Already the Evo looks likely to be pressed into action more regularly than my old VX220 Turbo. Along with the Audi S4, it's the most practical car on the fleet and photographers love it. Now, as a general rule all car photographers have a Senna-esque turn of speed and unshakeable self-belief, so putting them into a 345bhp Evo means any hope of staying in close pursuit is lost. I keep telling them it's just the car, no reflection on their driving ability...
Anyway, when it's not loaded up with cameras and tripods it's proving as entertaining as expected. The revisions to the MR are spookily effective, particularly the even cleverer active yaw control unit. It seems impossible to wrong-foot the Evo; once the front tyres are hooked up, the rear jinks slightly to keep them nailed on line, and just as you hit full power and expect to need just a tiny correction, the angle stabilises and the Evo rockets out of the corner, totally neutral and completely devastating.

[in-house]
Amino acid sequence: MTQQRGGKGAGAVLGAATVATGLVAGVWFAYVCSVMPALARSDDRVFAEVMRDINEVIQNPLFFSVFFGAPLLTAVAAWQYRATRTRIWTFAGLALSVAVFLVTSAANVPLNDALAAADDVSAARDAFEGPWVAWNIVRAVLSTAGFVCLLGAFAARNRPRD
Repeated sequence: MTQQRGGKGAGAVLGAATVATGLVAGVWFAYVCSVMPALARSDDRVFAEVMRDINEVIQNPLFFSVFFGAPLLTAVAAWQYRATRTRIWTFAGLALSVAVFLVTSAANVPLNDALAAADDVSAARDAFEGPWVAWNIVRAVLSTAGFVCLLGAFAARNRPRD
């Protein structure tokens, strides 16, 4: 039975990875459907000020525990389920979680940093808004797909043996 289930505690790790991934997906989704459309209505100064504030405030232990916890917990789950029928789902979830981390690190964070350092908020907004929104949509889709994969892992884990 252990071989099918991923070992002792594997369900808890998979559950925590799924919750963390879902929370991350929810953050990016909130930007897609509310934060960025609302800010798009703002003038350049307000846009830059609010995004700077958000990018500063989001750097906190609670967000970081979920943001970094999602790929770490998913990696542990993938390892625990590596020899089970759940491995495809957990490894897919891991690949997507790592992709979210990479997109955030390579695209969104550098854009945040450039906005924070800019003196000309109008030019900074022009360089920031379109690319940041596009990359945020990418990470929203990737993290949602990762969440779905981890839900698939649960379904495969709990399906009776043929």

The only cloud on the horizon is that the superb Yokohama AO46 tyres on which the MR was developed and which complement the chassis perfectly, aren't available in the UK (other than fitted new to an Evo VIII). For now we'll make do with the Yoko AVS Sports on which our car was delivered but I'd like a more extreme solution to unlock the MR's full potential - I'll be having words with Yokohama!
|Date acquired||September 2004|
|Costs this month||£0|
|Mileage this month||1059|
|MPG this month||20.1|